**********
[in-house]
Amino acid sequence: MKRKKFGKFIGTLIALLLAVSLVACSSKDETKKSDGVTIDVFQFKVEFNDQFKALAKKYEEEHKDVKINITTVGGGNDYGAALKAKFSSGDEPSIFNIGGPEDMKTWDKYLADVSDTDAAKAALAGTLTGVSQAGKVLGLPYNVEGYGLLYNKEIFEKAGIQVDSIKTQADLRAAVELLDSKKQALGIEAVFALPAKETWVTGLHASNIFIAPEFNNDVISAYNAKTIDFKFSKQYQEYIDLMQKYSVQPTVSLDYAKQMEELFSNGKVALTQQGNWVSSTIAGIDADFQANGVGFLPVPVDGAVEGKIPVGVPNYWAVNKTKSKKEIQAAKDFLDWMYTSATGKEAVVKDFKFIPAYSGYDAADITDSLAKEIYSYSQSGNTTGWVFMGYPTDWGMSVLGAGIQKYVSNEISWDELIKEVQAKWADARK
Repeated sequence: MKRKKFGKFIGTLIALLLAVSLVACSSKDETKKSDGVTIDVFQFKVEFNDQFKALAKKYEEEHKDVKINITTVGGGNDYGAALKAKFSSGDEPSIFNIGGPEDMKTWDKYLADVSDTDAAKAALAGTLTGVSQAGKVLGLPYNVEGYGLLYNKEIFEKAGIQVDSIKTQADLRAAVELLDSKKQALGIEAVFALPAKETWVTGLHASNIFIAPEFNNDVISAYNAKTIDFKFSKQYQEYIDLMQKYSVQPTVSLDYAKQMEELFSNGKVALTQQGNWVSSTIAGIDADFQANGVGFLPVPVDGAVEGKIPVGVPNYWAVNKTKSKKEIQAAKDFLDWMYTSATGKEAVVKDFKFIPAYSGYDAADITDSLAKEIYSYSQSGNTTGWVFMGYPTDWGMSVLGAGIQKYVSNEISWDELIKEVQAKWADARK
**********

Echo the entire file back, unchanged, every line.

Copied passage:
[in-house]
Amino acid sequence: MKRKKFGKFIGTLIALLLAVSLVACSSKDETKKSDGVTIDVFQFKVEFNDQFKALAKKYEEEHKDVKINITTVGGGNDYGAALKAKFSSGDEPSIFNIGGPEDMKTWDKYLADVSDTDAAKAALAGTLTGVSQAGKVLGLPYNVEGYGLLYNKEIFEKAGIQVDSIKTQADLRAAVELLDSKKQALGIEAVFALPAKETWVTGLHASNIFIAPEFNNDVISAYNAKTIDFKFSKQYQEYIDLMQKYSVQPTVSLDYAKQMEELFSNGKVALTQQGNWVSSTIAGIDADFQANGVGFLPVPVDGAVEGKIPVGVPNYWAVNKTKSKKEIQAAKDFLDWMYTSATGKEAVVKDFKFIPAYSGYDAADITDSLAKEIYSYSQSGNTTGWVFMGYPTDWGMSVLGAGIQKYVSNEISWDELIKEVQAKWADARK
Repeated sequence: MKRKKFGKFIGTLIALLLAVSLVACSSKDETKKSDGVTIDVFQFKVEFNDQFKALAKKYEEEHKDVKINITTVGGGNDYGAALKAKFSSGDEPSIFNIGGPEDMKTWDKYLADVSDTDAAKAALAGTLTGVSQAGKVLGLPYNVEGYGLLYNKEIFEKAGIQVDSIKTQADLRAAVELLDSKKQALGIEAVFALPAKETWVTGLHASNIFIAPEFNNDVISAYNAKTIDFKFSKQYQEYIDLMQKYSVQPTVSLDYAKQMEELFSNGKVALTQQGNWVSSTIAGIDADFQANGVGFLPVPVDGAVEGKIPVGVPNYWAVNKTKSKKEIQAAKDFLDWMYTSATGKEAVVKDFKFIPAYSGYDAADITDSLAKEIYSYSQSGNTTGWVFMGYPTDWGMSVLGAGIQKYVSNEISWDELIKEVQAKWADARK